I’ve read through the eight stories in the first release of the New Yorker’s “20 Under 40” and decided it was time to start my own list. After some deliberation, I decided not to break it down to best piece of fiction or best short story. The two are different, but there’s only two stories that have me on the fence. “Twins” by C. E. Morgan is a better piece of prose, but “The Kid” by Salvatore Scibona is a better short story. Here goes:
1) “What You Do Out Here, When You’re Alone” by Philipp Meyer
2) “Twins” by C. E. Morgan
3) “The Kid” by Salvatore Scibona
4) “Lenny Hearts Eunice” by Gary Shteyngart
5) “Here We Aren’t, So Quickly” by Jonathan Safran Foer
6) “Dayward” by ZZ Packer
7) “The Entire North Side Was Covered With Fire” by Rivka Galchen
8) “The Pilot” by Joshua Ferris
It’s tough toward the end. I might have set “Lenny Hearts Eunice” a little too high in the list, and while “The Pilot” had it’s moments, it just took too long to build up to a punchline.
Interestingly, the story most searched for is “Here We Aren’t, So Quickly.”
“Twins” by C. E. Morgan is the second best story in this issue. First prize, goes to “The Kid.”
First, this story has a mood or tone that permeates the prose. There is a slowness and density to the setting, the characters, and the atmosphere. It’s as if we can feel the humidity and slow crawl of summer in Cincinnati. Part of this is accomplished through a masterful description of the city and the neighborhood where Mickey and Allmon live with their mom.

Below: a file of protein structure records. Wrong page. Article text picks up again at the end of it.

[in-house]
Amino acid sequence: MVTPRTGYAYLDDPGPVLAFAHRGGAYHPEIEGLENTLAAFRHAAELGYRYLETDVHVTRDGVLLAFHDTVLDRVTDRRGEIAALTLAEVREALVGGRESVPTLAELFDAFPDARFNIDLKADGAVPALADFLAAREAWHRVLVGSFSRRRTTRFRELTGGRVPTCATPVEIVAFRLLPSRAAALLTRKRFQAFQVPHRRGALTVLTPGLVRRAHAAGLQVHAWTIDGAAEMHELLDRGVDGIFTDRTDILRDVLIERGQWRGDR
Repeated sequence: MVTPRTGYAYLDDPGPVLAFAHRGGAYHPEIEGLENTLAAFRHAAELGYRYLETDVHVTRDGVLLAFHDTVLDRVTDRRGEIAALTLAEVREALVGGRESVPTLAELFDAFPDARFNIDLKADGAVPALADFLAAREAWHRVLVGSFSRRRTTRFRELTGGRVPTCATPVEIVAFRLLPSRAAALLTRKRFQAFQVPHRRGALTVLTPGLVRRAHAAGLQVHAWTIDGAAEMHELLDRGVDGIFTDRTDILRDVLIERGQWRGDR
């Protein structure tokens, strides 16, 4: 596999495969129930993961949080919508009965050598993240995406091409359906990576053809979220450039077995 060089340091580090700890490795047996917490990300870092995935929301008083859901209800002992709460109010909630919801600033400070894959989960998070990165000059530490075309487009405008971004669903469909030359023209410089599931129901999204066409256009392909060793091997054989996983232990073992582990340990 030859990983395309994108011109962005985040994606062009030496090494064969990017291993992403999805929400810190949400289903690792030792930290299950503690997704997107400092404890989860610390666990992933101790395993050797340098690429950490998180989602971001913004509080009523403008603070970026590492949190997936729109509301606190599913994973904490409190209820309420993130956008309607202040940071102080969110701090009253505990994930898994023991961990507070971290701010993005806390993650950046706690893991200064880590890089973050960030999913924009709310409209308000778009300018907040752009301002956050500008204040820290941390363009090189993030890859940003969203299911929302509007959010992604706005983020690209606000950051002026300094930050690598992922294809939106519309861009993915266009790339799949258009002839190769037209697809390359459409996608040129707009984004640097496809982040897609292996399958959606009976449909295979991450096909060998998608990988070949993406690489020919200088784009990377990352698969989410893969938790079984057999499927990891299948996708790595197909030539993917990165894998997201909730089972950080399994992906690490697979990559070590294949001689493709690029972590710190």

Second, “Twins” snakes around in a way that is unpredictable. We are with the boys and their mom as they move to a poorer section of town. With them as the boy’s father reenters their lives at various points, with no actions seeming too obvious. There is a natural progression between scenes that builds the story into something more complex than cause and action.
Third, the characters are lovable. “Twins” is one of the longer stories in this issue, so that could be part of the reason there’s more attachment to Morgan’s characters. Regardless, they are all interesting and complete.
The one area where this story falters, and I’m loathe to call it a story because Morgan mentioned it belonging to a novel, is the ending. It’s tiring to read an excerpt from a novel and then be hit with the non-ending. There is a difference between the power of a good ending (hell, even a mediocre ending) in a short story and the way a chapter closes in a novel. While great on many levels, don’t be surprised if you’re left slightly underwhelmed at the the end of “Twins.”
Q&A with C. E. Morgan.
More from “20 Under 40.”